Amid looting and urban violence, thousands of tonnes of rubbish lying uncollected, and hundreds of arrests and injured policemen, the only alternatives might be to cut the value of pensions or increase contributions from those in work, but both would make Mr. Macron even more unpopular since people believe finances are not as bad as portrayed. There are even calls to lower the retirement age to 60, where it was before 2010; faith in conventional politics and the parliamentary system is at rock bottom.

Apart from street protests, the Opposition has recourse to two avenues; the constitutional court and a referendum. The court is due to pass judgment on April 14, but has a history of supporting the government. Mr. Macron’s popularity is slipping; even before Article 49.3, his rating was only 28%. He also has two options; to hold fast or dissolve Parliament for fresh elections — though in the latter, a Harris Interactive Survey predicts that all parties would lose ground to the far right. There is a crisis of authority undermining Mr. Macron’s unpopular minority government. “When a government chooses force,” says Paris Deputy Mayor Ian Brossat, “it is always because its authority is weakened.”

Sunak’s gamble

Due to smartphones, the Internet and television, the poor, the destitute and those caught in wars and natural disasters, now know of a desirable richer world, and developed nations have to determine what is practical, political, logistical and moral when it comes to immigration.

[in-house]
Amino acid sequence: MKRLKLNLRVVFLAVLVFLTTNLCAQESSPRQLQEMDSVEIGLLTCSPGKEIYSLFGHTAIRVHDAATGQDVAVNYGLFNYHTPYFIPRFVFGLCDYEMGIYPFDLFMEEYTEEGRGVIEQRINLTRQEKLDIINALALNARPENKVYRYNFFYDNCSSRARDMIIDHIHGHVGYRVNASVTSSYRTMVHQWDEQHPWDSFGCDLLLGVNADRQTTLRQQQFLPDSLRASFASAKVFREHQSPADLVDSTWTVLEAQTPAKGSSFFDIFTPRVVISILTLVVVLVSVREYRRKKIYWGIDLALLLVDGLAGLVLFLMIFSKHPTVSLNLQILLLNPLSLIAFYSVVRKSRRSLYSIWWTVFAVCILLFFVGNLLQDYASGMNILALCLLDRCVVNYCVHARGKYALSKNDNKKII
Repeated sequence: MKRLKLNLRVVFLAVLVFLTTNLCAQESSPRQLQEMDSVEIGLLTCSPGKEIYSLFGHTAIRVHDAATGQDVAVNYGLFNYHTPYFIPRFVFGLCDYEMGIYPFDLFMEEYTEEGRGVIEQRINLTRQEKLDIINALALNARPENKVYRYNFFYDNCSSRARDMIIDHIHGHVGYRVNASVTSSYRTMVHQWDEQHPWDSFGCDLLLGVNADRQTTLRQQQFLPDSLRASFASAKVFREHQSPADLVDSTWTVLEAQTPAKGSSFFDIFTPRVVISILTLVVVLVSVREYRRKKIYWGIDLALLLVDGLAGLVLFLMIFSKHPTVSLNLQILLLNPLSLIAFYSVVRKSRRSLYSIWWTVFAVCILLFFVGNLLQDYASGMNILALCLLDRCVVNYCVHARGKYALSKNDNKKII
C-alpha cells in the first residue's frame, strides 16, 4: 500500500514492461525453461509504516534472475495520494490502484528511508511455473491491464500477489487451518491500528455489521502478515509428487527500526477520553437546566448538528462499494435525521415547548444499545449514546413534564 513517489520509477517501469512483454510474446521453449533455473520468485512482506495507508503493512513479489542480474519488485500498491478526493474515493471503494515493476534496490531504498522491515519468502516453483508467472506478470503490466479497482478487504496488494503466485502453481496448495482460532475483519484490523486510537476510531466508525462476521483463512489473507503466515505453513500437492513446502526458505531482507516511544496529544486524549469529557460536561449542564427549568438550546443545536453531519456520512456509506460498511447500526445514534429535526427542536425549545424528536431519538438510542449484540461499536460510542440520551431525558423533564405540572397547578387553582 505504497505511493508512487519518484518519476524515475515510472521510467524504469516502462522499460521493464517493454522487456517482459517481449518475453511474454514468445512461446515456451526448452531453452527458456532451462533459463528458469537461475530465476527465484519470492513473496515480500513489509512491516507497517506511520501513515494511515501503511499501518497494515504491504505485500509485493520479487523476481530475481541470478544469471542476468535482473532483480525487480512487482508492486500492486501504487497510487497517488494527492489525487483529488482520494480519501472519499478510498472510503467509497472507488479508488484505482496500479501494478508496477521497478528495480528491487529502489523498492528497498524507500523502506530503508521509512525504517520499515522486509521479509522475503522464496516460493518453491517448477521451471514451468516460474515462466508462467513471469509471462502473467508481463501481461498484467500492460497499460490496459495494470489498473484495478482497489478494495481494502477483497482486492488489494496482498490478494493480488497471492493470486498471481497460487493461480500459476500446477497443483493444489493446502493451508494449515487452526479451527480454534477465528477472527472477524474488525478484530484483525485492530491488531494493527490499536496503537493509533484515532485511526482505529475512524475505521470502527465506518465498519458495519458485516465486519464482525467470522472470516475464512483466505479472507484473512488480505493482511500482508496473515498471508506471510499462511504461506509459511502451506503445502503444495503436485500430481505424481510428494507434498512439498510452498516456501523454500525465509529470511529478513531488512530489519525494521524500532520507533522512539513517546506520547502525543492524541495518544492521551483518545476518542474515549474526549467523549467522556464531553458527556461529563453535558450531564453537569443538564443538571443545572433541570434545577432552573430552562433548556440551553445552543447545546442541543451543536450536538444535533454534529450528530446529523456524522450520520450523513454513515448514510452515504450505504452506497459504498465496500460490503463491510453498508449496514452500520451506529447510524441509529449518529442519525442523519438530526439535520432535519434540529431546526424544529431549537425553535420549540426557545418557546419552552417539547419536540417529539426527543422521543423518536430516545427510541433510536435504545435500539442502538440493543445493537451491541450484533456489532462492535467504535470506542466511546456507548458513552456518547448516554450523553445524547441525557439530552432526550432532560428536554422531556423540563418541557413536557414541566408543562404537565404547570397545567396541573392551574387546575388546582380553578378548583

More than 45,000 people entered Britain illegally by sea in 2022, compared to 300 in 2018. They resist deportation by filing successive appeals, and cost the taxpayer £6 million a day. British Prime Minister Rishi Sunak, in search of an emotive issue for his Conservative Party’s Brexiteers, and buoyed by securing a Northern Ireland trade deal with the European Union despite opposition from his predecessor Boris Johnson and the loyalist Irish Unionists, has staked his political capital into ending illegal immigration, notwithstanding doubts expressed by fellow Conservatives who claim the scheme is unworkable.

The new law to deport illegal migrants “within weeks”, applies retrospectively as well, and Indian-origin Home Minister Suella Braverman has persuaded Rwanda to accept the expelled migrants. Mr. Sunak, whose popularity exceeds that of his party, is confident the legislation would prevail over the Labour Party opposition (who claim the plans risk “making the chaos worse”), the Lords upper house, the European Court of Human Rights, the UN Refugee Agency and Amnesty International, who have all strongly opposed Mr. Sunak’s scheme.

Internal party challenges to Mr. Sunak have faded, but his party still trails Labour by 22 percentage points. Nevertheless, it is certain that the refugee problem is so massive that succeeding governments, of whatever political party, will inherit the same issues that all wealthy countries confront.

Krishnan Srinivasan is a former Foreign Secretary